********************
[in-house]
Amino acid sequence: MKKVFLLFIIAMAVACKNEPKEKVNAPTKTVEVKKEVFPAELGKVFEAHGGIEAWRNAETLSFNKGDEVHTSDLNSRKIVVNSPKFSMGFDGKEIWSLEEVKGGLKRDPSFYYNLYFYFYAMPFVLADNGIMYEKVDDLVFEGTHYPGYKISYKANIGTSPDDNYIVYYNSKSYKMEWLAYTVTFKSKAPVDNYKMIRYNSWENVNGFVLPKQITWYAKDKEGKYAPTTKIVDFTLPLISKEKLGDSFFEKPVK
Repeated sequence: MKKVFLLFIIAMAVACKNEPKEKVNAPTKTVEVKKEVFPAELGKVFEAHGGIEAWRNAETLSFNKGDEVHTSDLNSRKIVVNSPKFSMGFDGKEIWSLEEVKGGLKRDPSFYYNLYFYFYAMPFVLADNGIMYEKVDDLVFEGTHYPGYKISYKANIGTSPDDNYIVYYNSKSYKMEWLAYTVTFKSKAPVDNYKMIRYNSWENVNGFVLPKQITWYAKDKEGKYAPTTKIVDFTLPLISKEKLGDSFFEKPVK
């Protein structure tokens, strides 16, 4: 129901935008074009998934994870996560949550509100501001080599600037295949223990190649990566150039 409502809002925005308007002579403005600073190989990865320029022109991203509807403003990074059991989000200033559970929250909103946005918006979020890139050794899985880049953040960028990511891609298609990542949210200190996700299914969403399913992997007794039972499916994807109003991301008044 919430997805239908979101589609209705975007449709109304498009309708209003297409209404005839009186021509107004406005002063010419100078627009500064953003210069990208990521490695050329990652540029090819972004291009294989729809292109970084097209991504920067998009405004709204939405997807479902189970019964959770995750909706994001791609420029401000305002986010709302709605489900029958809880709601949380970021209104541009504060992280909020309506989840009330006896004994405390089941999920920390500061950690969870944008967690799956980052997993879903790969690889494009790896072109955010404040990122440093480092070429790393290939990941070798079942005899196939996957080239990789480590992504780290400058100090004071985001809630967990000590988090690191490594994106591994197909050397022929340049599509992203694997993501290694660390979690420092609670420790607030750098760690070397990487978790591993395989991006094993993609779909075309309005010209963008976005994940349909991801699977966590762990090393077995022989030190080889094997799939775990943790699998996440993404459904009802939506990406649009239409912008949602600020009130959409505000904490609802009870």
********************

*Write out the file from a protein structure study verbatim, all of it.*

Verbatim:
[in-house]
Amino acid sequence: MKKVFLLFIIAMAVACKNEPKEKVNAPTKTVEVKKEVFPAELGKVFEAHGGIEAWRNAETLSFNKGDEVHTSDLNSRKIVVNSPKFSMGFDGKEIWSLEEVKGGLKRDPSFYYNLYFYFYAMPFVLADNGIMYEKVDDLVFEGTHYPGYKISYKANIGTSPDDNYIVYYNSKSYKMEWLAYTVTFKSKAPVDNYKMIRYNSWENVNGFVLPKQITWYAKDKEGKYAPTTKIVDFTLPLISKEKLGDSFFEKPVK
Repeated sequence: MKKVFLLFIIAMAVACKNEPKEKVNAPTKTVEVKKEVFPAELGKVFEAHGGIEAWRNAETLSFNKGDEVHTSDLNSRKIVVNSPKFSMGFDGKEIWSLEEVKGGLKRDPSFYYNLYFYFYAMPFVLADNGIMYEKVDDLVFEGTHYPGYKISYKANIGTSPDDNYIVYYNSKSYKMEWLAYTVTFKSKAPVDNYKMIRYNSWENVNGFVLPKQITWYAKDKEGKYAPTTKIVDFTLPLISKEKLGDSFFEKPVK
């Protein structure tokens, strides 16, 4: 129901935008074009998934994870996560949550509100501001080599600037295949223990190649990566150039 409502809002925005308007002579403005600073190989990865320029022109991203509807403003990074059991989000200033559970929250909103946005918006979020890139050794899985880049953040960028990511891609298609990542949210200190996700299914969403399913992997007794039972499916994807109003991301008044 919430997805239908979101589609209705975007449709109304498009309708209003297409209404005839009186021509107004406005002063010419100078627009500064953003210069990208990521490695050329990652540029090819972004291009294989729809292109970084097209991504920067998009405004709204939405997807479902189970019964959770995750909706994001791609420029401000305002986010709302709605489900029958809880709601949380970021209104541009504060992280909020309506989840009330006896004994405390089941999920920390500061950690969870944008967690799956980052997993879903790969690889494009790896072109955010404040990122440093480092070429790393290939990941070798079942005899196939996957080239990789480590992504780290400058100090004071985001809630967990000590988090690191490594994106591994197909050397022929340049599509992203694997993501290694660390979690420092609670420790607030750098760690070397990487978790591993395989991006094993993609779909075309309005010209963008976005994940349909991801699977966590762990090393077995022989030190080889094997799939775990943790699998996440993404459904009802939506990406649009239409912008949602600020009130959409505000904490609802009870």